On April 30, 2008, Russian forensic scientists announced that DNA testing proves that the remains belong to the Tsarevich Alexei and to one of his sisters. DNA information, made public in July 2008, that has been obtained from Ekaterinburg and repeatedly subject to independent testing by laboratories such as the University of Massachusetts Medical School, USA, and reveals that the final two missing Romanov remains are indeed authentic and that the entire Romanov family housed in the Ipatiev House, Ekaterinburg were executed in the early hours of July 17, 1918. Details relating to the forthcoming burial procedure will have to be discussed by a Russian State commission and by the Moscow Patriarchate.

On August 28, 2009, a Swedish public news outlet reported that Romanov family jewelry, found in 2008 in the archives of the Swedish Ministry for Foreign Affairs, was returned. The jewelry was allegedly turned over to the Swedish embassy in St. Petersburg in November 1918 by Duchess Marie of Mecklenburg-Schwerin to keep it safe. The jewelry's worth was estimated to 20 million SEK(about 2.6 million US dollars).[2]

Contemporary Romanovs

There have been many theories regarding the possible survival of members of Nicholas II's family. However, recent research shows that all of the Romanovs, including Tsarevich Alexei and Grand Duchess Anastasia who had been thought to have escaped the Bolshevik attack, were in reality killed.[3]

Outside of the direct family some relatives survived, including Nicholas II's two sisters, Grand Duchess Xenia Alexandrovna of Russia and Grand Duchess Olga Alexandrovna of Russia. Xenia's and Olga's descendants survive to this day. Cyril Vladimirovich, Grand Duke of Russia, a descendant of Alexander II of Russia, claimed the title Emperor and Autocrat of all the Russias in 1924 and some of his descendants retain such claims. In addition the Romanov Family Association exists for most descendants of Emperor Paul I of Russia. Both branches of the Romanov family are feuding with one another over the question of succession. Other close family relatives include Prince Philip, Duke of Edinburgh, who was closely related to the last Tsarina. Prince Philip's DNA was used by forensic scientists to identify the body of the last Tsarina and her children.[4]

Fictional Romanovs

Further reading

  • Bergamini, John D. The Tragic Dynasty: A History of the Romanovs. Putnam, 1969.
  • Crankshaw, Edward. "The Shadow of the Winter Palace: Russia's Drift to Revolution, 1825-1917"
  • Dunning, Chester S.L. Russia's First Civil War: The Time of Troubles and the Founding of the Romanov Dynasty, Penn State Press, 2001 ISBN 0-271-02074-1
  • Halliburton, Richard. "Seven League Boots".
  • Lincoln, W. Bruce. The Romanovs : autocrats of all the Russias, Garden City, N.Y. : Anchor Press/Doubleday, [1987], 1981. ISBN 0385279086
  • Lincoln, W. Bruce. Nicholas I: Emperor and Autocrat of All the Russias , Bloomington : Indiana University Press, 1978. ISBN 0253340594
  • Massie, Robert K. "Peter The Great".
  • Massie, Robert K. "Nicholas and Alexandra".
  • Massie, Robert K. "The Romanovs: The Final Chapter"
  • Troyat, Henri "Catherine the Great".
  • Troyat, Henri "Alexander I".
  • Radzinsky, Edvard "Alexander II: The Last Great Tsar".
  • Radzinsky, Edvard "The life and death of Nicholas II".
  • Van der Kiste, John. The Romanovs, 1818-1959: Alexander II of Russia and His Family. Sutton Publishing, 1998.

See also


  1. ^ "Romanov Dynasty". New World Encyclopedia. Retrieved 2009-06-20. 
  2. ^ (Swedish)
  3. ^ "DNA proves Bolsheviks killed all of Russian czar's children". CNN. March 11, 2009. Retrieved October 9, 2009.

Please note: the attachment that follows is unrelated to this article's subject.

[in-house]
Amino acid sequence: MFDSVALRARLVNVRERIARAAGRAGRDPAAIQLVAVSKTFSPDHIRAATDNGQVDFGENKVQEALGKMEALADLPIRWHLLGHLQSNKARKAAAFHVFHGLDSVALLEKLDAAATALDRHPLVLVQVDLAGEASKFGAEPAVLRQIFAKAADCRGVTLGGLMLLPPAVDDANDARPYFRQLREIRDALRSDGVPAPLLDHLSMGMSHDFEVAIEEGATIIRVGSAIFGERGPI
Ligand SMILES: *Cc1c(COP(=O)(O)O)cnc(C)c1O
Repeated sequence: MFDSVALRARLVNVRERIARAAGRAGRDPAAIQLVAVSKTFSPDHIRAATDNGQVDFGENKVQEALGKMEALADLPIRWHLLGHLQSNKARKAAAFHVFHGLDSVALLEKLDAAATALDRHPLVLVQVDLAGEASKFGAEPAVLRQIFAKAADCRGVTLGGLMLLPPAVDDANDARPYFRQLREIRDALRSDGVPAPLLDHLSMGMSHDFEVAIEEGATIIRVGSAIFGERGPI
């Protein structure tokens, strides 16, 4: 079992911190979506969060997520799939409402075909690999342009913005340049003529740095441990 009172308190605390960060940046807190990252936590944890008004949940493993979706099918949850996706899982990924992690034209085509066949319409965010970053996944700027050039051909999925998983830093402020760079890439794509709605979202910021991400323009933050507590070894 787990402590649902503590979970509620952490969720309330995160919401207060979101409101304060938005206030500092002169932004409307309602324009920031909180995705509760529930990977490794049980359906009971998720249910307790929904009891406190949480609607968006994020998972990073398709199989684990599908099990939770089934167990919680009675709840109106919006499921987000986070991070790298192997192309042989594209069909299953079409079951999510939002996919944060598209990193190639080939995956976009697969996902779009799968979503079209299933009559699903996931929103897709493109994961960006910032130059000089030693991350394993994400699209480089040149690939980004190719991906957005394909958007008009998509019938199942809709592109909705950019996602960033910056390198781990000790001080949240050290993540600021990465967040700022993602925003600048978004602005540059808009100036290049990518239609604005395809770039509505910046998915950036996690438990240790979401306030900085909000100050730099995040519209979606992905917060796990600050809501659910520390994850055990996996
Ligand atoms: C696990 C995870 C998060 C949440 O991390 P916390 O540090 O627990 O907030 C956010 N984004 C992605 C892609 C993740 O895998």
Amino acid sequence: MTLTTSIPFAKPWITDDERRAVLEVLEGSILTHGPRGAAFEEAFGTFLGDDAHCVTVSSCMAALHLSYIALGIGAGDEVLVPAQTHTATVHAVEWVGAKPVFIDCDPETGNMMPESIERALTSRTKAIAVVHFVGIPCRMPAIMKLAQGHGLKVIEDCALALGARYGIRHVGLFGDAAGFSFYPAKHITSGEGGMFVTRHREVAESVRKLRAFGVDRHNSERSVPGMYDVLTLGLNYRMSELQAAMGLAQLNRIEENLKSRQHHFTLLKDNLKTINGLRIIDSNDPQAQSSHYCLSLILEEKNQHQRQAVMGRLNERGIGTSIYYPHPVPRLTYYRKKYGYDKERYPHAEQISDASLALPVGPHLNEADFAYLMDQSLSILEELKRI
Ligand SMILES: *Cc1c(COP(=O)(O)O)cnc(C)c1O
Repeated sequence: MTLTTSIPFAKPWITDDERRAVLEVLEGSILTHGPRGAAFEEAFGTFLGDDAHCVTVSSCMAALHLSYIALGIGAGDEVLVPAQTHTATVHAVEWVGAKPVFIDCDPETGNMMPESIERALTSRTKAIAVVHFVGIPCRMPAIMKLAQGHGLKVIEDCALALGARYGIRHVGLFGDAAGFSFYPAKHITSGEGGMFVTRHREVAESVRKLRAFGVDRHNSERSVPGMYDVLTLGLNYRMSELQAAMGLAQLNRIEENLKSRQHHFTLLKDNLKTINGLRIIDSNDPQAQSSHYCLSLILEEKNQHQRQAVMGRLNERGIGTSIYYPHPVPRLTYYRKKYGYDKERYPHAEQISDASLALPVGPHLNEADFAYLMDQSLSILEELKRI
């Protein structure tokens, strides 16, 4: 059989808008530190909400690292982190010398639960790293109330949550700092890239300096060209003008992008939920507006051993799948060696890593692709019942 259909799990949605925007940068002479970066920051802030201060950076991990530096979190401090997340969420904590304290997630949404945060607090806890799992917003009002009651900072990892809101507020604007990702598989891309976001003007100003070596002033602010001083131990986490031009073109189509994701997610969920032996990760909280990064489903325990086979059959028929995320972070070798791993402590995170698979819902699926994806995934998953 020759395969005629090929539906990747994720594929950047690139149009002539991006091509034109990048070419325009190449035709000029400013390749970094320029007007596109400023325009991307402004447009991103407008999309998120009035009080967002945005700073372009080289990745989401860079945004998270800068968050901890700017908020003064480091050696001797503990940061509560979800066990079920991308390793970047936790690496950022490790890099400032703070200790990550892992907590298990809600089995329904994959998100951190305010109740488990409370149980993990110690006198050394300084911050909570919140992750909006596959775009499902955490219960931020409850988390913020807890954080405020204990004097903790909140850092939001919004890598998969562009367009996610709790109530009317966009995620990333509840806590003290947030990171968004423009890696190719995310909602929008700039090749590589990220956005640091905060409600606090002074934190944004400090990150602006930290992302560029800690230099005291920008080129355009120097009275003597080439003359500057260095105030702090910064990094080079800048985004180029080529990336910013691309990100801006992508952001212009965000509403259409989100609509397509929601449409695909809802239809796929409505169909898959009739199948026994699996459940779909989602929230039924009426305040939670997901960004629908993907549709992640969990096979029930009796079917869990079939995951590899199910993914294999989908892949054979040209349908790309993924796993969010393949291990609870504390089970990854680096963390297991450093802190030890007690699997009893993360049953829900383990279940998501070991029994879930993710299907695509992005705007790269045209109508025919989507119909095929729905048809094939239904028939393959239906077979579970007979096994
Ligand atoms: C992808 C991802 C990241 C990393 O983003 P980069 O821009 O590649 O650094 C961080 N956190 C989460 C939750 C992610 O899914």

4. ^ Encyclopedia of genetics By Eric C. R. Reeve, Isobel Black, page 829

External links


1911 encyclopedia

Up to date as of January 14, 2010

From LoveToKnow 1911

ROMANOV, the name of the Russian imperial dynasty, regnant in the male line from 1613 to 1730, and thenceforward in the female line. The Romanovs descended from Andrei, surnamed Kobyla, who is said to have come to Moscow from Prussia about 1341 to enter the service of the grand-duke Semen (d. 1353). His son Feodor, surnamed Koschka, was the ancestor of the families of Suchovo-Kobylin, Kalytschev and Scheremetjev, as well as of the Romanovs. Feodor's grandson, Sakhariya Ivanovich, was a boyar of Vasilii V., grand-duke of Moscow at intervals between 1425 and 1462, and the family took its name from his grandson Roman, whose daughter Anastasia Rornanovna married the tsar Ivan the Terrible. Her brother Nikita Romanovich married the princess Eudoxia Alexandrovna, a descendant of Andrei Jaroslavovich, grand-duke of Susdal-Vladimir (d. 1264), and in this way the Romanovs were linked up with the ancient royal house of Rurik. The Romanovs suffered heavily in the disorders following on the death of Ivan. Some were executed and others exiled. Nikita's son Feodor (the archimandrite Philaret) was banished, but was recalled by the false Demetrius. In 1610 he was imprisoned by the king of Poland, but his piety and virtues led to the election of his son, Mikhail Feodorovich Romanov, to the throne of the tsars in 1613. Philaret became patriarch of Moscow in 1619, and supported his son's government until his death in 1634. Mikhail was seventeen when he began his reign, and died in 1645. He was succeeded by his son Alexis, whose three sons, Feodor III., Ivan II. and Peter I. (the Great), inherited the throne. After the two years' reign of Peter's widow, Ekaterina Aleksievna Skavronska (Catherine I.), his grandson, Peter Aleksievich (Peter II.), succeeded. He died in 1730, and the succession devolved on the family of Ivan II., on his daughter Anna (1730-40) and his great-grandson Ivan III., and in 1741 on Elizabeth, daughter of Peter the Great. Peter's elder daughter, Anna, had married Charles Frederick of Holstein-Gottorp, and with the accession of her son, Peter III., in 1762 begins the present reigning dynasty of Holstein-Gottorp or Oldenburg-Romanov.

See R. Nisbet Bain, The First Romanovs (1905); P. V. Dolgorukov, Notice sur les principales families de la Russie (2nd ed., Berlin, 1858). 1858).